Traditional disaster movies can veer toward the exploitive or sensational, but if anyone was up for the challenge of thoughtfully dramatizing the 1972 Andean mountain range plane crash in which only a third of those aboard survive (formerly told in 1993’s Alive), it’s the skilled director of the tsunami thriller The Impossible, J.A. Bayona. His Society of the Snow (aka La sociedad de la nieve) (B+) is grueling and rewarding, crafted with epic filmmaking skill and an ample running time and showcasing a stirring spiritual side to the story of resilience. Those stranded by the downed plane have various conflicting perspectives about how to handle their struggle, which escalates as they face hunger, avalanche and much more. Told with desaturated colors and realistic sound mixing against a formidable icy landscape, it’s a profound and immersive work. The film’s Uruguayan and Argentine cast members, most of whom are newcomers, include talented actors Agustín Pardella, Matías Recalt, Fernando Contigiani García and Enzo Vogrincic Roldán as rugby teammates who take on key roles to overcome their dire situation. Visual effects supervisor Laura Pedro and cinematographer Pedro Luque do wonderful work to depict muscular action and wilderness survival against a rugged, stark setting as we watch the characters waste away while keeping inventive options open. The film also honors those who were lost in the tragedy with poignant visual overlays to Michael Giacchino’s evocative music. As survivors become one another’s best hope and face moral questions and rare moments of levity, Bayona creates a gripping drama and demonstrates why the story is so worthy of telling.

“All of Us Strangers” a Poignant Heartbreaker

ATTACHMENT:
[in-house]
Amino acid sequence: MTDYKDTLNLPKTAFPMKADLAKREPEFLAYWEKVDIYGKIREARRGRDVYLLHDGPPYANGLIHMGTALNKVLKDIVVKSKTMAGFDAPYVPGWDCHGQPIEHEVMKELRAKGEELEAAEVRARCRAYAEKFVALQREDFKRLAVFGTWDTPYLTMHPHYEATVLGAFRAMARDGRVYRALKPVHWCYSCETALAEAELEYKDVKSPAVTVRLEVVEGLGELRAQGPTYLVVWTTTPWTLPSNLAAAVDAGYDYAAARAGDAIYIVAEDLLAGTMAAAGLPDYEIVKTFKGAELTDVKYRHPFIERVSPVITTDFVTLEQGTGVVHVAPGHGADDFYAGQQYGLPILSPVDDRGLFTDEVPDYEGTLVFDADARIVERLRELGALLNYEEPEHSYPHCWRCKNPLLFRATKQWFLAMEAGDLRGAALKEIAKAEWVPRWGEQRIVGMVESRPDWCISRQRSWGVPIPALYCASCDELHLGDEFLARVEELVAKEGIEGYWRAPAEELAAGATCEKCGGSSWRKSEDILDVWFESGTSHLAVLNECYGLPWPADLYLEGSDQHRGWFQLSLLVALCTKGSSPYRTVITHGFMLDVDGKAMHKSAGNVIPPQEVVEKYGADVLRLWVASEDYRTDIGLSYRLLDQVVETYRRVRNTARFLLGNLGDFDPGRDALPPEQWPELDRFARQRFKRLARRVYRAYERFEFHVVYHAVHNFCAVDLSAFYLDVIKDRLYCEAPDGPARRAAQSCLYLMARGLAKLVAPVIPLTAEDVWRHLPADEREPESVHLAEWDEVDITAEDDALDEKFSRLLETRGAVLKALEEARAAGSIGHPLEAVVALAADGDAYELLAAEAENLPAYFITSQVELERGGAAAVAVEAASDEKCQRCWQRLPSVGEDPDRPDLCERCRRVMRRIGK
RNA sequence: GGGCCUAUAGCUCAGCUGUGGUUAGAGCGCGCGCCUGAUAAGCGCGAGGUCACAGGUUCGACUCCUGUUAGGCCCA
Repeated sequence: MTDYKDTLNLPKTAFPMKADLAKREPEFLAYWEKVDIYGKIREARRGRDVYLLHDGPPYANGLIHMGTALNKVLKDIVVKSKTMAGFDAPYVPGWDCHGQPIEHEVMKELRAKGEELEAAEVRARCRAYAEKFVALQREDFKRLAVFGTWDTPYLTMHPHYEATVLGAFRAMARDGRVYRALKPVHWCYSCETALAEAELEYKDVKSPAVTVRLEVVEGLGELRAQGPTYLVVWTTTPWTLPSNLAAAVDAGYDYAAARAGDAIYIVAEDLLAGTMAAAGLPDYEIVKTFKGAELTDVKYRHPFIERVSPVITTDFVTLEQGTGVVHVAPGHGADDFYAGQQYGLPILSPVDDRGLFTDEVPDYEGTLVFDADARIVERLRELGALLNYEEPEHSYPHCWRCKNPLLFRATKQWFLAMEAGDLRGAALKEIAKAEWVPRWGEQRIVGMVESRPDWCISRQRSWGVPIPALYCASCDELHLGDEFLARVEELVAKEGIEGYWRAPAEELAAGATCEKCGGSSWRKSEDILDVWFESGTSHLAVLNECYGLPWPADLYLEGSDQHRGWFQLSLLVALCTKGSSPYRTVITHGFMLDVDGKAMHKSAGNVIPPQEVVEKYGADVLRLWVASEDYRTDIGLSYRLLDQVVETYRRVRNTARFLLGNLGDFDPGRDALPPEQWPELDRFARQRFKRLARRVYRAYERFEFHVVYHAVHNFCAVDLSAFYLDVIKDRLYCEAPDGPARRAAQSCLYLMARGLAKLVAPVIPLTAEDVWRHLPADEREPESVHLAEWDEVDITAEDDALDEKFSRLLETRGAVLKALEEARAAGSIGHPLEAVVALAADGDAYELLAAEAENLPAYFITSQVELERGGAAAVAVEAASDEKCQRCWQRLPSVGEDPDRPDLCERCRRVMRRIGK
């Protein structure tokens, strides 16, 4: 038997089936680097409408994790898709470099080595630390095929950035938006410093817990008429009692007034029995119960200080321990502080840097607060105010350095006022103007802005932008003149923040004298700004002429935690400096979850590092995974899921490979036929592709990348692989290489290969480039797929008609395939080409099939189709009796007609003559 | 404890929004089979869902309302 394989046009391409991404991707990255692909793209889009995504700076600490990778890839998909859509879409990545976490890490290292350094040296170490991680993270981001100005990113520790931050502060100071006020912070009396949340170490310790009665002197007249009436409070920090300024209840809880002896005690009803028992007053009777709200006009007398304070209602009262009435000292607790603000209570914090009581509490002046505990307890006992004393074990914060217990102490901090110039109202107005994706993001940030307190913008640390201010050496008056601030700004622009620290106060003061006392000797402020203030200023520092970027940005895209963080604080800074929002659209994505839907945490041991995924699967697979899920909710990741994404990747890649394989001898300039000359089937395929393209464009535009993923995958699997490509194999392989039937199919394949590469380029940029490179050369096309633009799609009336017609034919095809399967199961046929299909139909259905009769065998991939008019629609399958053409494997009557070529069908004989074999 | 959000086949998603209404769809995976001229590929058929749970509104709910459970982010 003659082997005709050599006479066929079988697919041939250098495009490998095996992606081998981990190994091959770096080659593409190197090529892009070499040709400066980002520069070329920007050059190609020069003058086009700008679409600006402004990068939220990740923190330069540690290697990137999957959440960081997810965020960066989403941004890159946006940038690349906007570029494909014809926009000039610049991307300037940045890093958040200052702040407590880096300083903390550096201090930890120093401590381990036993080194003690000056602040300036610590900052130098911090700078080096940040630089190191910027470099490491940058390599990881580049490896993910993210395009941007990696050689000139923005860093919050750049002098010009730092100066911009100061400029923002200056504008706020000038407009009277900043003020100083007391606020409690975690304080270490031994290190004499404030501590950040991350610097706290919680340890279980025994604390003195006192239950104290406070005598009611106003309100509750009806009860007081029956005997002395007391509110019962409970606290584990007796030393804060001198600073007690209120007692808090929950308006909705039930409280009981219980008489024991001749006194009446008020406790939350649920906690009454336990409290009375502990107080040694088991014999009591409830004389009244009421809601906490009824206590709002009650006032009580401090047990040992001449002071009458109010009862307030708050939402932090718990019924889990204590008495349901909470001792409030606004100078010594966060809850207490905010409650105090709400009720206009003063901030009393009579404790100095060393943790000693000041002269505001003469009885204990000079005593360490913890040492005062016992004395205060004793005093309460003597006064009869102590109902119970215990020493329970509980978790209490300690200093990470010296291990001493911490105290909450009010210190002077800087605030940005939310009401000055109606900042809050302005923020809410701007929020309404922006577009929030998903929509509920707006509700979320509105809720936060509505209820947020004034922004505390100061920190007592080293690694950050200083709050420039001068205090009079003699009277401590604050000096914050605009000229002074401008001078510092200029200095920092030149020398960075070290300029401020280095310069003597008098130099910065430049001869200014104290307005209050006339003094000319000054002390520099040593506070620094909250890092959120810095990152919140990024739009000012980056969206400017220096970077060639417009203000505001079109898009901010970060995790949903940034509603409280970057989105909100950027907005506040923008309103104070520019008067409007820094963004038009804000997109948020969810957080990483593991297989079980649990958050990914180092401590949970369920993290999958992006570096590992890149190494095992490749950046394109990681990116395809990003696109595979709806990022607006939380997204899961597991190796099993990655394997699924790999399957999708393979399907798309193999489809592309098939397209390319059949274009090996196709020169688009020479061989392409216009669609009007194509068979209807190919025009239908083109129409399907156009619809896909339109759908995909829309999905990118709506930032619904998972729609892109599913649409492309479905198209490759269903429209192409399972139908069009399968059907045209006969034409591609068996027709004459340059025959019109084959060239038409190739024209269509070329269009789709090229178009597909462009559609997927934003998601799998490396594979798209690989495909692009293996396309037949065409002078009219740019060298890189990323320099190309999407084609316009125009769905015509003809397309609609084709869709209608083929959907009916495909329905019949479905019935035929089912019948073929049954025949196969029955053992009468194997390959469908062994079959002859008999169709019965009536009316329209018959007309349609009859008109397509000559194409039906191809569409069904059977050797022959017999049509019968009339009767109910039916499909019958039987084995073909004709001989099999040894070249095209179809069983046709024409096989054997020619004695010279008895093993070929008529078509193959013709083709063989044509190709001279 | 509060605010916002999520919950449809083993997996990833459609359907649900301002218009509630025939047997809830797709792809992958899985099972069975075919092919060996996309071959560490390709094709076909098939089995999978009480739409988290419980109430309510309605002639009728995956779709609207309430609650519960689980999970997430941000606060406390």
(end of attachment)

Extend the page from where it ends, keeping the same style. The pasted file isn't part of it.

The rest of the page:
The protagonist Adam superbly played by Andrew Scott has some unfinished emotional business to reckon with in Andrew Haigh’s intimate, immersive dramatic fantasy All of Us Strangers (B+). The hero’s journey involves a new romantic partner in the form of Paul Mescal and an interlocking plot in which Adam’s parents (Claire Foy and Jamie Bell) come back into his life despite having perished in a car crash three decades earlier. Given the intricacy of the film’s structure and the cerebral presentation of an unlikely premise, Haigh guides his characters masterfully with a transfixing wisdom and wistfulness. The film’s bending of time and space works so effectively because Scott keeps viewers so grounded in his emotional arch; he delivers a quietly revelatory performance. Mescal continues his streak of interesting indie roles with a strong portrayal of a character just out of reach. And Foy and Bell are wonderful as the flawed but fabulous couple who get to tie up some loose ends with the adult son they never knew. The film is a talky tearjerker that ponders some big issues including loneliness and abandonment and is sure to provide tender recognition to those who have lost loved ones. Haigh continues to traverse unexplored territory about gay characters and doesn’t serve up easy answers; he blazes new emotional and filmmaking landscapes. From its effective use of evocative pop music to its stunning close-ups of interlocking characters thrust into unexpected disclosures, the film is a lovely discovery and a must-see for cinephiles.